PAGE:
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urgency in path

Discussion in 'Pathology' started by pathnew, Dec 12, 2005.

  1. pathnew

    pathnew Junior Member

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    In a pathologist's (or resident's) workday, what type of things stress you out specifically because you are under the gun, ie. a time constraint? Frozens...are you typically given 10-20 min? What other things can make you stressed due to urgency, or high work volume?
    For example, ER and Radiology interest me, but they both are constantly trying to un-bury themselves from masses of patients or clinicians wanting an xray report YESTERDAY.
     
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  3. Mrbojangles

    Mrbojangles Senior Member
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    Getting frozens on specimens you've never seen before when the attending is not there can be stressful. Otherwise when you get over the initial fear of cutting and possibly "messing things up" it's not that big of a deal. Of course there's the interpretation component of frozens which I geuss could be stressful. It's something my attendings have to worry more about :laugh:. Otherwise the only other urgency situation in pathology (anatomic pathology) is rush cases and evaluating FNAs (which I geuss is like frozens but not as bad).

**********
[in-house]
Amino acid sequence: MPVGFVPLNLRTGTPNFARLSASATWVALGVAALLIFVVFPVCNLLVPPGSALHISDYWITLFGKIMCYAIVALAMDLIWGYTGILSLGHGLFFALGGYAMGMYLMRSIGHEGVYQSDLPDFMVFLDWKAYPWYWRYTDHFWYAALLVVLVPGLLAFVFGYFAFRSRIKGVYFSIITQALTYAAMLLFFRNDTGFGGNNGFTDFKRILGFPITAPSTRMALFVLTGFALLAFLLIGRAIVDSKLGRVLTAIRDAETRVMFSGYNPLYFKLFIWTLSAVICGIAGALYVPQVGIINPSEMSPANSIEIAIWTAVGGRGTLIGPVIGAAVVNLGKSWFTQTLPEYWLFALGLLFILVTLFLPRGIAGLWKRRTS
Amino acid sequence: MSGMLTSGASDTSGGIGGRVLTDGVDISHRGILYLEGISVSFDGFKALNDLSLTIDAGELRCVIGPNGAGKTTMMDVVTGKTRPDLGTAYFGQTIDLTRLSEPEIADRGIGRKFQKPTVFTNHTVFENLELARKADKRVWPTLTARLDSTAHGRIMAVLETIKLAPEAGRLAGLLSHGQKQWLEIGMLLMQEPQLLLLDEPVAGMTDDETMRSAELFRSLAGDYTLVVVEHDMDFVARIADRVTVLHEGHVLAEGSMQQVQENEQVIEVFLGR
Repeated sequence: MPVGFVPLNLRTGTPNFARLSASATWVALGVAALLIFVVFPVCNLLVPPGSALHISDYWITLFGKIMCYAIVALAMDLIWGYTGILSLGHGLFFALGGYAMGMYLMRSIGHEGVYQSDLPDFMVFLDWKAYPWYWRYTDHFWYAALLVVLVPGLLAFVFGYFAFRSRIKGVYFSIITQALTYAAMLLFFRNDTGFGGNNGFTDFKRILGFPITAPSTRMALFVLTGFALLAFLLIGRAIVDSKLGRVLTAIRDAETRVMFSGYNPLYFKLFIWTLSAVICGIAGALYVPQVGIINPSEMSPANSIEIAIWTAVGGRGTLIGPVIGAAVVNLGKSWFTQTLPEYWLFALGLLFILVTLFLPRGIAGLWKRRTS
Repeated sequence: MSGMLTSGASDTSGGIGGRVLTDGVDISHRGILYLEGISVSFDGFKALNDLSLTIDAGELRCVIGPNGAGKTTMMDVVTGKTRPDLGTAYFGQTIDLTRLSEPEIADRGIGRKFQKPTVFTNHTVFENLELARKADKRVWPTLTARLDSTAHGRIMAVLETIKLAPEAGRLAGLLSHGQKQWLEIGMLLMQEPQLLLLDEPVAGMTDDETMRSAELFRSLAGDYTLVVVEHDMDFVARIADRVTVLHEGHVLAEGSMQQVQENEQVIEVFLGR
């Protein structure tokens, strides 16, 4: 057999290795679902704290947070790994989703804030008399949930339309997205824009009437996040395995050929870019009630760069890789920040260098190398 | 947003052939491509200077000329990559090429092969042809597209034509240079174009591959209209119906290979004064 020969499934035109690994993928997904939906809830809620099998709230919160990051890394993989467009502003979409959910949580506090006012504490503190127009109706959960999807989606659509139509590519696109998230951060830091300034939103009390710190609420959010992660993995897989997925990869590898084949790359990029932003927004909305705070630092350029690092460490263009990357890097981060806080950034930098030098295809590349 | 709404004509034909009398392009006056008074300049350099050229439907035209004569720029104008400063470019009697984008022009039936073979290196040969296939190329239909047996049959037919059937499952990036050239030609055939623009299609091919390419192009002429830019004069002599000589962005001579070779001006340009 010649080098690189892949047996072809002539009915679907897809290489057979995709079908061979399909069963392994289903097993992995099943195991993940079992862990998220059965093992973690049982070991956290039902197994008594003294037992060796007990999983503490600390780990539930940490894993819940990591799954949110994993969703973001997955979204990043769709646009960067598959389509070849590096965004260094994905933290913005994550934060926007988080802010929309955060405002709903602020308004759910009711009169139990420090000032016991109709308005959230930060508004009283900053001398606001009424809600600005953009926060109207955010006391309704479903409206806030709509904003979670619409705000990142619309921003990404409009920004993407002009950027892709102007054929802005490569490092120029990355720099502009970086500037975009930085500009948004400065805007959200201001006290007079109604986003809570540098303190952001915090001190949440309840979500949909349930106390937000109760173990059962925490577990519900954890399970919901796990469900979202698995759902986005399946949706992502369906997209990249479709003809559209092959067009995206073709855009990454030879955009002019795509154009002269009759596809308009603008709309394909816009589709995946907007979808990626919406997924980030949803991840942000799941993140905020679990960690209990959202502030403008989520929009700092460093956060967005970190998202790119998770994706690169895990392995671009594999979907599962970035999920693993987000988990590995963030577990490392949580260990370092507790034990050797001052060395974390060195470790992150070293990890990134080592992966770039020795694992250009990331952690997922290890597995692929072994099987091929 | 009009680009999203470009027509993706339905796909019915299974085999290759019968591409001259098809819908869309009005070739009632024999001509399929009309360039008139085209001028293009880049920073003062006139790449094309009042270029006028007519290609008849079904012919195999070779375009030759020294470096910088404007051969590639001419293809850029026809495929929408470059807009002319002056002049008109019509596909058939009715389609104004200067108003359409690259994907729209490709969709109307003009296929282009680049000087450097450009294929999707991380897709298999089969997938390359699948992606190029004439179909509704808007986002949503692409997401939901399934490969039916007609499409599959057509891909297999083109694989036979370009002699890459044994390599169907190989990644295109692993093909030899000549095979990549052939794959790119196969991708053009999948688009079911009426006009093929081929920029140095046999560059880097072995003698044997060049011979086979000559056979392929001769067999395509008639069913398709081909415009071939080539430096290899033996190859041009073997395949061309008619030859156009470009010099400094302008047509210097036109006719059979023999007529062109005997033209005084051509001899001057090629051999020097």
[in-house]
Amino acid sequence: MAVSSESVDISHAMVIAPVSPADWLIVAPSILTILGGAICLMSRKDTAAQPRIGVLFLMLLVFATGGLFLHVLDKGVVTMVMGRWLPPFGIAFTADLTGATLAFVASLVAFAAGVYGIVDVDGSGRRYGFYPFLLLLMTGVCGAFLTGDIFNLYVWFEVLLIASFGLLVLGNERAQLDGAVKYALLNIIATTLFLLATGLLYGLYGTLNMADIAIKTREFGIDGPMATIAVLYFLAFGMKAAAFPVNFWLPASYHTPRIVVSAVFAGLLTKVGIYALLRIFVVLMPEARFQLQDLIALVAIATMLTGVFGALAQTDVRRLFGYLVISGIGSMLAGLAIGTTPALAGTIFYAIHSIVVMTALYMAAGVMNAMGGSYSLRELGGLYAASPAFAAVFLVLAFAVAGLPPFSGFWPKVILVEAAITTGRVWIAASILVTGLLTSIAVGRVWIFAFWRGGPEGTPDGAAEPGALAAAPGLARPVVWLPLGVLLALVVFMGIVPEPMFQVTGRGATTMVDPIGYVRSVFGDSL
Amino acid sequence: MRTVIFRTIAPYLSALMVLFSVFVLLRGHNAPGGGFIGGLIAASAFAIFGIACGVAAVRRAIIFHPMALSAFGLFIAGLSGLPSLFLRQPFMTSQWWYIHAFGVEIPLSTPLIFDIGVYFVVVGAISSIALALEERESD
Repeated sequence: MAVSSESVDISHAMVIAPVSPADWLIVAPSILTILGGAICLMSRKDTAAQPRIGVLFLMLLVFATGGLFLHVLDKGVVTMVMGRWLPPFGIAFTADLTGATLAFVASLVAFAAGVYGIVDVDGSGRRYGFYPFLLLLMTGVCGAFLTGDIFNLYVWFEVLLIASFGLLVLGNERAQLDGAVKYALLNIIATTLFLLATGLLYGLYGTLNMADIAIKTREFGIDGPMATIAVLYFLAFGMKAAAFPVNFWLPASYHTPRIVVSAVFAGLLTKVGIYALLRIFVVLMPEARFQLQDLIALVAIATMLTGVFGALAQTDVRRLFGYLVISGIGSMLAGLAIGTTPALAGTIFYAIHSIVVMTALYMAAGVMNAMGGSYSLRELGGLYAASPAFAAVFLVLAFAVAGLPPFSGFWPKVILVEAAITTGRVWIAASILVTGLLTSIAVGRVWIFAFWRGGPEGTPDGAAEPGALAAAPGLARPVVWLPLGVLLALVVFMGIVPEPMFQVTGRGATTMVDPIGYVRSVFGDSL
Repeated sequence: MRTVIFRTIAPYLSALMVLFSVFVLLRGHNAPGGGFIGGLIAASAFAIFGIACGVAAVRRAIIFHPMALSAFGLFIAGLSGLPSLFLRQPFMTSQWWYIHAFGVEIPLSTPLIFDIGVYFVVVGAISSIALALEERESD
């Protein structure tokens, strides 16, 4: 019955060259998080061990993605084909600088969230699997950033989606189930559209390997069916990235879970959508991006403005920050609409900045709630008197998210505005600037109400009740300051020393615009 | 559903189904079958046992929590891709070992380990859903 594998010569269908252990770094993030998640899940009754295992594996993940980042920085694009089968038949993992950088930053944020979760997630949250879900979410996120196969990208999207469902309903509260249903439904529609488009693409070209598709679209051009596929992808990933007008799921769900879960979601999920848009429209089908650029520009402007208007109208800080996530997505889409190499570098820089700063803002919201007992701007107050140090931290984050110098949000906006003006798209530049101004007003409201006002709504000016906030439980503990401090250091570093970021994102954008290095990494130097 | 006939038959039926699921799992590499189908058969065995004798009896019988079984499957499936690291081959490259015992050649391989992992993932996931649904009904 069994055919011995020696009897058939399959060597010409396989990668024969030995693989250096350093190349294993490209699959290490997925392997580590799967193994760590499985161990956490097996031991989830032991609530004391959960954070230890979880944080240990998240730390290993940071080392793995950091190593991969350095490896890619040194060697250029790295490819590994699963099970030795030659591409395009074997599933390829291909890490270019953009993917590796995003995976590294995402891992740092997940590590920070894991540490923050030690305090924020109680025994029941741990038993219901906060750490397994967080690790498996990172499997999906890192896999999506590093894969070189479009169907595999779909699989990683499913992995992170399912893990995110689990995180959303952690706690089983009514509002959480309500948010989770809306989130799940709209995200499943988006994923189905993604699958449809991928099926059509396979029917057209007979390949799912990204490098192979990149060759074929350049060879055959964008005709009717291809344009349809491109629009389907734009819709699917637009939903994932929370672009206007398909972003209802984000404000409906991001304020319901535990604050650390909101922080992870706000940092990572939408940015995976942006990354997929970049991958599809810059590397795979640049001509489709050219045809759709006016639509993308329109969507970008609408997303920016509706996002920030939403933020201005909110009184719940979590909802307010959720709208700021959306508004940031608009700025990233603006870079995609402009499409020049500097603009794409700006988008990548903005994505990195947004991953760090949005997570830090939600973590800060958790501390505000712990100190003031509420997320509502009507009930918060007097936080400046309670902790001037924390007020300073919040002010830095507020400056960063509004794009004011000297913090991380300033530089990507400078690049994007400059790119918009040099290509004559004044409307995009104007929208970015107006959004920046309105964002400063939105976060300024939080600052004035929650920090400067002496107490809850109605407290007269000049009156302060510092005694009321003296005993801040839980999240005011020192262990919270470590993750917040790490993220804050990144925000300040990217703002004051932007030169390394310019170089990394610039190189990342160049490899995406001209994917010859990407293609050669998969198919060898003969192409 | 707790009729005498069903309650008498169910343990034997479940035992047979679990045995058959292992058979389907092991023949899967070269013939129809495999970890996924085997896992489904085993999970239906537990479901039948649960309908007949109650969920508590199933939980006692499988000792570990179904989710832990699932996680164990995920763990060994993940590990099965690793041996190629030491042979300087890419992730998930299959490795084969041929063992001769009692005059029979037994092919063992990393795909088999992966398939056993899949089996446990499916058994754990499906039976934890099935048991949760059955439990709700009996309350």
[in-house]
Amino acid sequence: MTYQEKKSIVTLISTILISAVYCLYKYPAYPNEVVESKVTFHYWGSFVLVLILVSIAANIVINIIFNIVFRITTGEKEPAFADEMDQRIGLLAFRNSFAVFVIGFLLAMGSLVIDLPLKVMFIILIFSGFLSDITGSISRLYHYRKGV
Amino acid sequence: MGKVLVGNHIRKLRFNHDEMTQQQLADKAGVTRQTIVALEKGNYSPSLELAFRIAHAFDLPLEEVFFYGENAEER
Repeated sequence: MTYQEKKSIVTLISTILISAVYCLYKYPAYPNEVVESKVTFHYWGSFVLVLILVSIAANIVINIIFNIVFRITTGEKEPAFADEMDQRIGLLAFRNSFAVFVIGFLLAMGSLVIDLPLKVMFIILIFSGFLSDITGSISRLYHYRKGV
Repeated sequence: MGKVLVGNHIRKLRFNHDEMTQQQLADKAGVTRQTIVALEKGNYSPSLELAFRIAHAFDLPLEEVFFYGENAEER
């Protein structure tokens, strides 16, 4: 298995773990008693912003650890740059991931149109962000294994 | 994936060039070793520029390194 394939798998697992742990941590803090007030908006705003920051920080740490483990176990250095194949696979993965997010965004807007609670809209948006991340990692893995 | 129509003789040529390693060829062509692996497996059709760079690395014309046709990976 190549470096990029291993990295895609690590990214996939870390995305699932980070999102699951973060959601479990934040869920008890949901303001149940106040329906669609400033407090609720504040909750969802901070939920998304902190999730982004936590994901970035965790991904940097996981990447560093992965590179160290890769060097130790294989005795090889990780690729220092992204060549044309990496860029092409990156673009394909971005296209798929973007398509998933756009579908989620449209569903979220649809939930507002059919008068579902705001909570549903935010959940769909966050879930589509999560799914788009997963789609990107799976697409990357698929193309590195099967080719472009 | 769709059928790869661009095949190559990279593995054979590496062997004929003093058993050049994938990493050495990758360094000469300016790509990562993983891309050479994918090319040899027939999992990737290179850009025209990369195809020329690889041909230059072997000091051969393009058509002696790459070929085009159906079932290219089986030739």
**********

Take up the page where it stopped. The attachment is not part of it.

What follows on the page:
I would really hate to be that radiologist who has the neurosurgeons looking over your back.
     
  4. AngryTesticle

    AngryTesticle Happy Gonad
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    So far for me, frozen section duty takes the cake. It epitomizes the definition of high throughput stress! I can't count the number of times the F-bomb flew out of my mouth than when I get several to many specimens to deal with all at once. I need to destroy my pager.

    And the thing is we strive to reach a diagnosis for the surgeon within 20 minutes of receiving the sample(s). Now, if the OR sent us one specimen at a time that would be fine. But NOOOOOOOOOO! We'll get a call for a frozen and then we'll go down only to find 5 small containers full of random stuff. Yeah, I think I should clone myself x 4 and have each of us take frozen call at once.